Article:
Can the Atlanta Falcons Fill Some Holes With the Draft?
The other day, I took a look at one direction the Atlanta Falcons might go with the 2012 NFL draft, by picking the best available players on the board regardless of position. Now we’ll explore another draft strategy. Given the picks that Atlanta has, is it possible to fill some needed holes in specific positions? The odds say no, but anything is possible.
Should the Falcons try to go in this direction, they will need to not only be very diligent in their research and analysis, but they will need a bit of luck on their side as well. Two things are on the Falcons side should this strategy be employed. At several of the positions the Falcons have needs – defensive back, offensive tackle, center – this is a very deep draft. There aren’t a lot of names that jump out as huge plug-in impact guys, but the level of talent is high all the way down the list for those positions. The other thing the Falcons have in their favor is already having serviceable-to-very good veterans already playing at those positions. While improvement can (and should) be made, it’s not like there is a sense of having nobody to play those positions should a draft pick not work out.
The first, and most glaring, need for Atlanta is on the offensive line. A left tackle to protect quarterback Matt Ryan‘s blindside and to keep defensive ends off balance in play-action sets, and a right guard to dig in and push back defensive linemen on the run game, both need to be found. Atlanta’s failings in short yardage cost them more than once in 2011, and as heavily as the Falcons rely on the run game, those two positions are crucial. The center position also needs to be addressed, as this will most likely be veteran Todd McClure‘s last year with Atlanta, if not in the NFL. If a talented young center could be drafted and spend a year being mentored by McClure, Atlanta would be in excellent shape at that position.
The next area that needs to be addressed is in the defensive secondary. The Falcons have two major problems there. First, the talent they have at starting cornerback – Dunta Robinson and Brent Grimes – are above average, but not exceptional. Second, they are nowhere near deep enough at corner to be able to sustain through any lengthy injuries to either of the starters. Dominique Franks and Christopher Owens both showed some improvement last season as backup and nickle corners, but neither of them can really play at a high enough level to replace a starter for any length of time. The identical problem exists at the safety position, where once you get past starters Thomas DeCoud and William Moore, there’s just not much there. Unfortunately the prospective draft class at safety isn’t very deep, so the Falcons may be forced to go with what they have.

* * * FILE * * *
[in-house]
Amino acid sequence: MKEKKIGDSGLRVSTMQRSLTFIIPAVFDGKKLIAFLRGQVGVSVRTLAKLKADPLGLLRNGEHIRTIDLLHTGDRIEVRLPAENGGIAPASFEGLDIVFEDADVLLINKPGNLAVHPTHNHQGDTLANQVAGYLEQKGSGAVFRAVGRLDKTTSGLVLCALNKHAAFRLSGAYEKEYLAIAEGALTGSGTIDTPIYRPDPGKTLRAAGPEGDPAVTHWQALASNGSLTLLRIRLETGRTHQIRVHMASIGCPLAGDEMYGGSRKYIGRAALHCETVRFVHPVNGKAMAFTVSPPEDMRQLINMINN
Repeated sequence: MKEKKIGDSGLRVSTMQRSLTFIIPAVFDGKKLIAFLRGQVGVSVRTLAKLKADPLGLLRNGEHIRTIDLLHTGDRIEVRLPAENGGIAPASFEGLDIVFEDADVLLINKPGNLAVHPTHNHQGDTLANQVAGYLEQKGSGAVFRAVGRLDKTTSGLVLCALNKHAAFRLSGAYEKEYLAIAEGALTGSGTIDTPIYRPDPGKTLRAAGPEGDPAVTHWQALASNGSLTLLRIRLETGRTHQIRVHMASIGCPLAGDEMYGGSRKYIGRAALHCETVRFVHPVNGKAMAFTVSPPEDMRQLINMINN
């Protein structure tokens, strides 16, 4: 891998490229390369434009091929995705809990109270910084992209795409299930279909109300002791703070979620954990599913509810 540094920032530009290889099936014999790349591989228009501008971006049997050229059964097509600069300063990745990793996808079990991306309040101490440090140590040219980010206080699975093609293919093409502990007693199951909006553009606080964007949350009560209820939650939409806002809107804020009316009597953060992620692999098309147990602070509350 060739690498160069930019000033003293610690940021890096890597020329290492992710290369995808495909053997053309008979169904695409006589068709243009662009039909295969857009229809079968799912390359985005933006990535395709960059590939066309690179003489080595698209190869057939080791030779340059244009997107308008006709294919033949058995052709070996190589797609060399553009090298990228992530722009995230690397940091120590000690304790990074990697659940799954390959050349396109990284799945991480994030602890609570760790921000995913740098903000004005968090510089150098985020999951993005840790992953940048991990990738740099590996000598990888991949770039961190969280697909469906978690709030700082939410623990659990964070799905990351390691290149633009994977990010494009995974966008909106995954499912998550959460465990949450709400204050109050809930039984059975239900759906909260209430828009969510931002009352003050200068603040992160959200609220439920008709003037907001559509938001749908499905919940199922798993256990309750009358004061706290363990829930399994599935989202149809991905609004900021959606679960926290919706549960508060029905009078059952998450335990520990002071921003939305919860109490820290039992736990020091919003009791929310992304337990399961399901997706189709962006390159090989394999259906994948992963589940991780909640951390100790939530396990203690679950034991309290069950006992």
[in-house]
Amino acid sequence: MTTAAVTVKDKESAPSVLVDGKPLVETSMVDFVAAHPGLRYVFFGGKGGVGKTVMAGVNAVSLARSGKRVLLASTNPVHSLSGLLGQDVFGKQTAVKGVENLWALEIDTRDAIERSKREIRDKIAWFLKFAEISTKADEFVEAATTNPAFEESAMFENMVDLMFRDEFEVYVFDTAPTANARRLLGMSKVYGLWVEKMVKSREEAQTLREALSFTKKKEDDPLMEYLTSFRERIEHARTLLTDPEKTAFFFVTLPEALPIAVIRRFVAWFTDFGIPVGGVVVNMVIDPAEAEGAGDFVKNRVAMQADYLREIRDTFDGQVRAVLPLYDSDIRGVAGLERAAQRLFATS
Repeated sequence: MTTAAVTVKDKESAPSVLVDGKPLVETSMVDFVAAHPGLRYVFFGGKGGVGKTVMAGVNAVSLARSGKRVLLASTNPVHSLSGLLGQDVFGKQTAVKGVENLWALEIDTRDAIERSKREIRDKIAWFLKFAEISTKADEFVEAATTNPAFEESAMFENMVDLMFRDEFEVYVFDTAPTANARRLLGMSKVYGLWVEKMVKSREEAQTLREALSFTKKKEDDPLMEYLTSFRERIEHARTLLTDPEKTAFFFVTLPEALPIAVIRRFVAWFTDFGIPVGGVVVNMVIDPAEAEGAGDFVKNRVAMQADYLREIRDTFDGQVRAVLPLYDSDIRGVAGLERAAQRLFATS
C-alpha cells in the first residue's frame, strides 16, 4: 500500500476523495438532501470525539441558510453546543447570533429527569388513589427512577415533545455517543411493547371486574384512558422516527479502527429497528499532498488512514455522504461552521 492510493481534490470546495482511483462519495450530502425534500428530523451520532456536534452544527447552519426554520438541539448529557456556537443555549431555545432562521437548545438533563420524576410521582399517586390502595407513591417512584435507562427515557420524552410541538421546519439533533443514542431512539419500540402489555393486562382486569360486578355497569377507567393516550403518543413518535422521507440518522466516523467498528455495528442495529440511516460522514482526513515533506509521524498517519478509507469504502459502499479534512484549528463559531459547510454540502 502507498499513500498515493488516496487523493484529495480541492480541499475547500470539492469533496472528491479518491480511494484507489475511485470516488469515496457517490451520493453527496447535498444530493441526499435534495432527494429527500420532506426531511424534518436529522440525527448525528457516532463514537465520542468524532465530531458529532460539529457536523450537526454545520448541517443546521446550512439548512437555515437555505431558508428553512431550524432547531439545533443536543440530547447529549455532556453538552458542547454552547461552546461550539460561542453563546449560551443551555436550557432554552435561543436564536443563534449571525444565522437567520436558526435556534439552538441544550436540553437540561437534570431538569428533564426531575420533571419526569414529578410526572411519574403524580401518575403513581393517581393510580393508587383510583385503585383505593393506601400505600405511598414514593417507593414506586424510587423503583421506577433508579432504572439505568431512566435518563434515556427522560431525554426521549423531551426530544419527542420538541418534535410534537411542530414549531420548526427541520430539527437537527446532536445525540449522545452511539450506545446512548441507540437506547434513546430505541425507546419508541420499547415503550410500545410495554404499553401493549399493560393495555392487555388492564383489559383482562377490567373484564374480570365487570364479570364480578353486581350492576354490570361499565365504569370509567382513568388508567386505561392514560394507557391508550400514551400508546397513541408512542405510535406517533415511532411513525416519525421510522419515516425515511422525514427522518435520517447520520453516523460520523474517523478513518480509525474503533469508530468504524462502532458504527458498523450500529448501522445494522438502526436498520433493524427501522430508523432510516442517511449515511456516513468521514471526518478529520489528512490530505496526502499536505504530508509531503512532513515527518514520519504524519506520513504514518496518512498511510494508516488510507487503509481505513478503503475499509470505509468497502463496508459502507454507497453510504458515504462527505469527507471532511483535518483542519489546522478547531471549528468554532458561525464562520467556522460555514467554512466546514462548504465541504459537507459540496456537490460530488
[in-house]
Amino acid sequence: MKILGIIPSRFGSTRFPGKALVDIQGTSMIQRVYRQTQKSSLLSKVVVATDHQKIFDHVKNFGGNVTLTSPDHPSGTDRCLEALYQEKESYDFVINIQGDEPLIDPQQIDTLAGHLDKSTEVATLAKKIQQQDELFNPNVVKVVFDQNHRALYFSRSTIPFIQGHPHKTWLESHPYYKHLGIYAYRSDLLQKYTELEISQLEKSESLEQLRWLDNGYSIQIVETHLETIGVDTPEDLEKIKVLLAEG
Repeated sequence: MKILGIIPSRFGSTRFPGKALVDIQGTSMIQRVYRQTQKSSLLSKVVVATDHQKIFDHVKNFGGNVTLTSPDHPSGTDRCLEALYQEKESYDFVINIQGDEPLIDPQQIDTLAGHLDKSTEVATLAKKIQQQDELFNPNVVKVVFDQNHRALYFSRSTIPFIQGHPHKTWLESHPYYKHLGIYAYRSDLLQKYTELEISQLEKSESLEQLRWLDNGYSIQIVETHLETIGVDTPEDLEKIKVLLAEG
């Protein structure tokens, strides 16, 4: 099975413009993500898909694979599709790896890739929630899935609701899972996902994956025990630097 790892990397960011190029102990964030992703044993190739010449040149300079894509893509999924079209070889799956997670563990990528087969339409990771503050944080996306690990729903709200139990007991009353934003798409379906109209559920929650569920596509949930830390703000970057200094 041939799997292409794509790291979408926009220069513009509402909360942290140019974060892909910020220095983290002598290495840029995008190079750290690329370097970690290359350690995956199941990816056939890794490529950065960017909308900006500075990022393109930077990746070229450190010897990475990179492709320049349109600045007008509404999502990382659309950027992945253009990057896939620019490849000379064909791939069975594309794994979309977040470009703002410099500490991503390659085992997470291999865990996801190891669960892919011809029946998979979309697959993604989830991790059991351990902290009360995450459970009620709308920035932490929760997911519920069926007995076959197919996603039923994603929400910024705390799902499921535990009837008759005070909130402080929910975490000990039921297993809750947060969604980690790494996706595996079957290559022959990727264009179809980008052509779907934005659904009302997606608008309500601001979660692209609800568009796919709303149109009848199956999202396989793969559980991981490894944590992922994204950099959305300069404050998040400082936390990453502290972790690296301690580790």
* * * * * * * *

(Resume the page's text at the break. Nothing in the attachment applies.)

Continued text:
The Falcons could also look for some help at defensive end in this draft, but not at the expense of any of the above mentioned positions if they are truly trying to fill needs. John Abraham and Ray Edwards will have that position locked up well for the 2012 season, so it’s more likely they will look to next year’s draft to find a replacement for one or both.
Without a first round pick, and having to wait until the 23rd pick of the second round, most of the big names at these positions will be long gone by the time Atlanta gets to pick. But that doesn’t mean there aren’t bargains to be found. So if the Falcons look to plug holes, and shoot for specific needs, the draft board might look something like this:
3rd Round: 21st pick (84 overall) – Trevin Wade, CB: Arizona – or – Ben Jones, C: Georgia
7th Round: 22nd pick (229 overall) – Lamar Holmes, OT: Southern Miss – or – Terrence Frederick, CB: Texas A&M
7th Round: 42nd pick (249 overall, compensatory) – Dustin Waldron, OT: Portland State – or – Isaiah Frey, CB: Nevada
With any of those picks it would be easy to find an upside, but also just as easy to poke some serious holes in their game. Without a first round or fourth round pick, Atlanta’s best strategy for this years draft might be going for the best players available, and not concerning themselves with plugging specific holes.